The DOJ also sued Yale University last October, claiming the school was discriminating against Asian-American applicants. The department dropped the lawsuit shortly after President Biden took office.

WASHINGTON – Sens. John Kennedy (R-La.), Pat Toomey (R-Pa.), Jim Risch (R-Idaho) and Bill Hagerty (R-Tenn.) today sent a letter urging Treasury Secretary Janet Yellen to withdraw her support for the International Monetary Fund’s (IMF) plan to allocate new Special Drawing Rights (SDRs) without congressional approval. SDRs are backed by IMF member countries’ fiat currencies, the largest component being the American dollar.

“The proposed allocation of SDRs would be inappropriate, ineffective, and a wasteful use of taxpayer dollars that would end up benefiting repressive regimes and state-sponsors of terrorism. We strongly urge you to abandon your support for this proposal,” the senators wrote. 

As the members point out, foreign aid is generally appropriated by Congress—not by unilateral executive action. Allocating new SDRs would also be an ineffective method of providing foreign aid to low-income countries, as SDRs disproportionately benefit G20 countries. Moreover, beneficiaries would include America’s adversaries, which could take new SDRs and exchange them for U.S. dollars without conditions.

“In fact, over two-thirds of any allocation would go to G20 countries, which do not need assistance, and less than ten percent would reach poor countries. There is no rational economic justification for such a poorly targeted distribution of aid,” the senators continued. 

“An allocation would also directly benefit repressive regimes around the world, including U.S. adversaries and state-sponsors of terrorism, since all IMF members would receive SDRs. That means billions of dollars’ worth of SDRs would go to China, Russia, Iran, Venezuela, and Syria,” the senators concluded.  

The letter is available here.

WASHINGTON – Sens. John Kennedy (R-La.), Chuck Grassley (R-Iowa), Tom Cotton (R-Ark.) and other Republican members of the Senate Judiciary Committee today sent a letter urging Chairman Dick Durbin (D-Ill.) to schedule a second hearing with Biden administration nominee Vanita Gupta, citing her misleading statements and incomplete answers to senators’ written questions. Gupta is nominated to become associate attorney general, the number three position at the Justice Department.

“While under oath, Vanita Gupta misled the Committee on at least four issues: (1) Her support for eliminating qualified immunity; (2) her support for decriminalizing all drugs; (3) her support for defunding the police; and (4) her death penalty record. Unfortunately, in her responses a week later to our written questions, Ms. Gupta was no more forthcoming. In some cases, she doubled down on her misleading statements from the hearing, and in others she refused to answer altogether. In ‘response’ to scores of our questions, she merely copied-and-pasted the same inapplicable, general statements for one question after another,” the senators wrote. 

“We urge you to immediately schedule a second hearing with Ms. Gupta so that she can answer for her misleading statements, and for her refusal to respond to our written questions,” they continued.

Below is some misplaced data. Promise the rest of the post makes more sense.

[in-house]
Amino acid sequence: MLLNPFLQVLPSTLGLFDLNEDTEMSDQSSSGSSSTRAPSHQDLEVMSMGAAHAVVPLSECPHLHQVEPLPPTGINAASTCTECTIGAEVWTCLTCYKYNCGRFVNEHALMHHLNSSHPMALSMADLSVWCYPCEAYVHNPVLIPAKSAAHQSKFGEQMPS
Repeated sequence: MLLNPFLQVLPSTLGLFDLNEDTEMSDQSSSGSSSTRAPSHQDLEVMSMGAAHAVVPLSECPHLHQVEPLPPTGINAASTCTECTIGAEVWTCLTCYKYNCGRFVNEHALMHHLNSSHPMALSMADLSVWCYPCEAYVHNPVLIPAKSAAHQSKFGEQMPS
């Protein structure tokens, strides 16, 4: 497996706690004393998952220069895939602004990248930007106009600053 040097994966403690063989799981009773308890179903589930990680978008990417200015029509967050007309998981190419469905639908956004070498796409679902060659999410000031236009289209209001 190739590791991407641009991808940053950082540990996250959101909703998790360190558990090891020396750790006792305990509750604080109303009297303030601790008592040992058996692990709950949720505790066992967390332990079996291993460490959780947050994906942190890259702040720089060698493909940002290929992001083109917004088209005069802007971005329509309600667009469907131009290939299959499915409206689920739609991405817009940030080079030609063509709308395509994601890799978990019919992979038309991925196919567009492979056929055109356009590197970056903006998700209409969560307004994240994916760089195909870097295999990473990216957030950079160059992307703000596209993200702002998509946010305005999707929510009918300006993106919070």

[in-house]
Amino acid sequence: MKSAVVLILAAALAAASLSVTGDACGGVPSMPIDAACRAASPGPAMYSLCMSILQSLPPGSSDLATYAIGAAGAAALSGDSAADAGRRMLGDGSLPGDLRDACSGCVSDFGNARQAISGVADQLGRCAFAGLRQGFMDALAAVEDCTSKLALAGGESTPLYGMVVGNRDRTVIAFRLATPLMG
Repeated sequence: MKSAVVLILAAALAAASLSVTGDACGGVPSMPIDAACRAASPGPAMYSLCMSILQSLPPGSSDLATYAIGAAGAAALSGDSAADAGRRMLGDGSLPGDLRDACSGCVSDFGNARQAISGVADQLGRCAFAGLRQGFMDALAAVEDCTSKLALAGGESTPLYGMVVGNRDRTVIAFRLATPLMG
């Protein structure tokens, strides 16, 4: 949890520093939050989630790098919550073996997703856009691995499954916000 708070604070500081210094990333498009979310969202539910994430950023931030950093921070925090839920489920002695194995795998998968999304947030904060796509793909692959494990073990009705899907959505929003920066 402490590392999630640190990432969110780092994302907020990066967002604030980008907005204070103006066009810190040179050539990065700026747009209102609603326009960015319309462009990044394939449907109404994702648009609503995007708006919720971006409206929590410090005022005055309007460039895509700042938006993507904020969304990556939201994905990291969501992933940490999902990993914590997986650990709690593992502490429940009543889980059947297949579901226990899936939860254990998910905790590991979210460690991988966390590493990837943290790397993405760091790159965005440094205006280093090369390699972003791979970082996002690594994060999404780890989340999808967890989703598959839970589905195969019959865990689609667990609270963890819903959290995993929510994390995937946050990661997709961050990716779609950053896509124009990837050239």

Sens. Lindsey Graham (R-S.C.), John Cornyn (R-Texas), Mike Lee (R-Utah), Ted Cruz (R-Texas), Ben Sasse (R-Neb.), Josh Hawley (R-Mo.), Thom Tillis (R-N.C.) and Marsha Blackburn (R-Tenn.) also signed the letter. 

The letter is available here

WASHINGTON – Sen. John Kennedy (R-La.), a member of the Senate Judiciary Committee, today joined Ranking Member Chuck Grassley (R-Iowa) and Republican committee members in pressing Biden Administration officials for answers about how the government is handling the ongoing border crisis amid the pandemic.

“Regardless of what the Biden Administration wants to call this current set of circumstances it has created, this surge in illegal immigration carries significant risks. It also imposes a heavy burden on public resources. Congress and the American people must have additional clarity about how DHS and HHS are addressing it,” the senators wrote.

In a letter to Department of Homeland Security (DHS) Secretary Alejandro Mayorkas and Department of Health and Human Services (HHS) Secretary Xavier Becerra, the senators highlighted the serious problems with Biden Administration proposals and actions that have both encouraged more migrants to make the dangerous journey to the southern border and allowed for the quicker release of individuals into the interior of the country as the COVID-19 pandemic continues.

Each of the last two months has set records for both overall numbers of immigrant apprehensions and numbers of unaccompanied alien children (UAC) crossings. The Biden Administration has lifted the public health restrictions under Title 42 for UAC and has used the surge at the border to justify its reinstatement of “catch-and-release” policies.

“Catch-and-release policies pose additional risks to public health in the midst of the ongoing COVID-19 pandemic. The Biden Administration has expressed a purported commitment to ending the pandemic; however, news reports suggest that it now plans to keep some who are apprehended by DHS personnel in custody for just 72 hours before releasing them into American communities,” the senators explained.

The letter seeks a wide range of information from both DHS and HHS, including a breakdown of how many individuals have been detained since inauguration day, the numbers of those tested and vaccinated for COVID-19 and the duration of time individuals are in custody before and after testing. The senators also request DHS’s projections for how many migrants will cross the border this year and the medical reasons for exempting UAC from Title 42 entry restrictions.

The letter is available here